COMSOL, Inc., a provider of software solutions for multiphysics modeling, simulation and application deployment, has announced a major release of its COSMOL Multiphysics and COMSOL Server products.
Version 5.3 is designed to increase research and design throughput by providing faster model and app development, shorter solution times and new physics. It also offers new modeling and development tools, solvers and user-driven features.
Some examples of improvements in the new release:
- The boundary element method, or BEM, is available for modeling electrostatics and corrosion effects; combining boundary element and finite element methods means greater flexibility in multiphysics simulations, according to Svante Littmarck, COMSOL's president and CEO. Typical uses for this functionality include the modeling of electrical cathodic protection, cables or capacitive sensors.
- A new algebraic multigrid (AMG) solver, requiring only a single mesh level, benefits users handling large computational fluid dynamics (CFD) models. It offers a robust simulation process for problems such as fluid-structure interaction in a solar panel.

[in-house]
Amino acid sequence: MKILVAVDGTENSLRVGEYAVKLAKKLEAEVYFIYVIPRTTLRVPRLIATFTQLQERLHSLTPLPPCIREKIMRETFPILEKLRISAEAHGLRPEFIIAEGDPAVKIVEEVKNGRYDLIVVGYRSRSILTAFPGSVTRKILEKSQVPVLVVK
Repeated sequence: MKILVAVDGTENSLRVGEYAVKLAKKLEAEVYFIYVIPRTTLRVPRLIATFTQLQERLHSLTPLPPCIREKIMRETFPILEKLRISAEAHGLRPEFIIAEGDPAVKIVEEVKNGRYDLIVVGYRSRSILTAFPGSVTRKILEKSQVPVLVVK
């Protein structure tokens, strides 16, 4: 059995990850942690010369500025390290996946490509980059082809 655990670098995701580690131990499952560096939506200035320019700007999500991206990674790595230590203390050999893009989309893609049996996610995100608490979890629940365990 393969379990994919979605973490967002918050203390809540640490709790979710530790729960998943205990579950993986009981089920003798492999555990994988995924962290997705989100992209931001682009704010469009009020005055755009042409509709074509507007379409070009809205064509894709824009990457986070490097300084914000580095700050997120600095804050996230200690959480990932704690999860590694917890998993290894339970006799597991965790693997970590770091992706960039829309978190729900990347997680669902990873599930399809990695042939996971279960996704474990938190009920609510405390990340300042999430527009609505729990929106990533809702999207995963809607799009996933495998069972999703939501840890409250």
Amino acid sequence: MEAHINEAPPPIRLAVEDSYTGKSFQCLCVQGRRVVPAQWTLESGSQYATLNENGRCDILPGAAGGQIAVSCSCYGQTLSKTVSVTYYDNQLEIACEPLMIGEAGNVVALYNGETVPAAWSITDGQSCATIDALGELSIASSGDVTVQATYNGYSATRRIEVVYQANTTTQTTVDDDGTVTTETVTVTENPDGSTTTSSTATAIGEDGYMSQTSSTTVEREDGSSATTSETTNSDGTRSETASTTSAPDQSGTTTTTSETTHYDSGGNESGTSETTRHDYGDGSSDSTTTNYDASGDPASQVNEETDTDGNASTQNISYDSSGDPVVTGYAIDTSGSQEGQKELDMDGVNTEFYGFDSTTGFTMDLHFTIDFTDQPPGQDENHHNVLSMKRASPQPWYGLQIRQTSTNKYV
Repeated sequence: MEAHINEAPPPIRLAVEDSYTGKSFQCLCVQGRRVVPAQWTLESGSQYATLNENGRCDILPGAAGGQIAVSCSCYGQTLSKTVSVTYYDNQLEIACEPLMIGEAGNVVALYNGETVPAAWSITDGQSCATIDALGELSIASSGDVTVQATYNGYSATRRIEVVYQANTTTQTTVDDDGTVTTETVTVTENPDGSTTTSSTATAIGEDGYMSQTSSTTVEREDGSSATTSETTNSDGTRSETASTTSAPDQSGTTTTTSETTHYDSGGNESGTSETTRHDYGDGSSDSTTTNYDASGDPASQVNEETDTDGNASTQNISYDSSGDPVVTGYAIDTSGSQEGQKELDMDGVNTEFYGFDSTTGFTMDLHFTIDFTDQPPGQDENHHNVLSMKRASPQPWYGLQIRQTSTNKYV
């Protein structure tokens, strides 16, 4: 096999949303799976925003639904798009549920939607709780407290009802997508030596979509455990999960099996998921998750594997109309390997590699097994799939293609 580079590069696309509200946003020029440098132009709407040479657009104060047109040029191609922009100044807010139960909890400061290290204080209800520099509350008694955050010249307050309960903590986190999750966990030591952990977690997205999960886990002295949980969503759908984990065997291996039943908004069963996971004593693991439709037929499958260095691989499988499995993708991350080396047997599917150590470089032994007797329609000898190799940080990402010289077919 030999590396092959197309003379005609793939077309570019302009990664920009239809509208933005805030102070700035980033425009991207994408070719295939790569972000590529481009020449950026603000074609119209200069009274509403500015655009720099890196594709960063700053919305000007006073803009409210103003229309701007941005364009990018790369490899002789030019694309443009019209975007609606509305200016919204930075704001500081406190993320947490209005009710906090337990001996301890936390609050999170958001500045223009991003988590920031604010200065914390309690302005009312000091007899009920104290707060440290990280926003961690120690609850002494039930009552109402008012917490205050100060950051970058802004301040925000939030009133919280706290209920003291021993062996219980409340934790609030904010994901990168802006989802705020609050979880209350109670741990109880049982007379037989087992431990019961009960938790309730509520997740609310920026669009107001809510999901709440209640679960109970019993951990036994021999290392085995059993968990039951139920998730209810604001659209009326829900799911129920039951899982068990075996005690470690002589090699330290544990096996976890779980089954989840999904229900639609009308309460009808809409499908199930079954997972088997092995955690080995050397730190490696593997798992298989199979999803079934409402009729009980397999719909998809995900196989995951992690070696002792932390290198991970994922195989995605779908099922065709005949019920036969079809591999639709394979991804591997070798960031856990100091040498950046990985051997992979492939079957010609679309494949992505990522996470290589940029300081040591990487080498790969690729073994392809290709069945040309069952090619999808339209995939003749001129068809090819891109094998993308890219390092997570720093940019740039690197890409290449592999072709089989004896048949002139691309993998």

- The Model Builder makes it easy to automate repetitive operations. COMSOL's VP of Product Management, Bjorn Sjodin, notes that a user “can now simply record a set of operations, like a macro, and use the resulting method while setting up or solving a model.” Applications for this feature include creation of a reusable model method to generate a complicated array of geometric objects.
- More than 50 new and updated tutorial modes — spanning several areas, from permanent magnet motors, cables and horn antennas to supersonic flows, electronics cooling, gearbox vibration and noise — are available in the Applications Libraries feature.
- The Application Builder allows simulation specialists to create apps based on their multiphysics models. Customized actions can be defined for clicking on plots in graphics objects, enabling the creation of interactive apps. The apps interface can be customized and accessed via browser or Windows client connected to a local installation of COMSOL Server, which can then be employed for centralized cluster administration.
Capacitor manufacturer Cornell Dubilier, for instance, uses COMSOL products to create models and build apps based on them; COMSOL Server is then used to deploy computational apps to engineers at different sites around the world. “This allows other departments to test different configurations for their particular requirements and pick the best design,” notes Sam Parler, the company’s research director.
To browse version 5.3 release highlights, click here.
Images used in this article were made using COMSOL Multiphysics software and provided courtesy of COMSOL.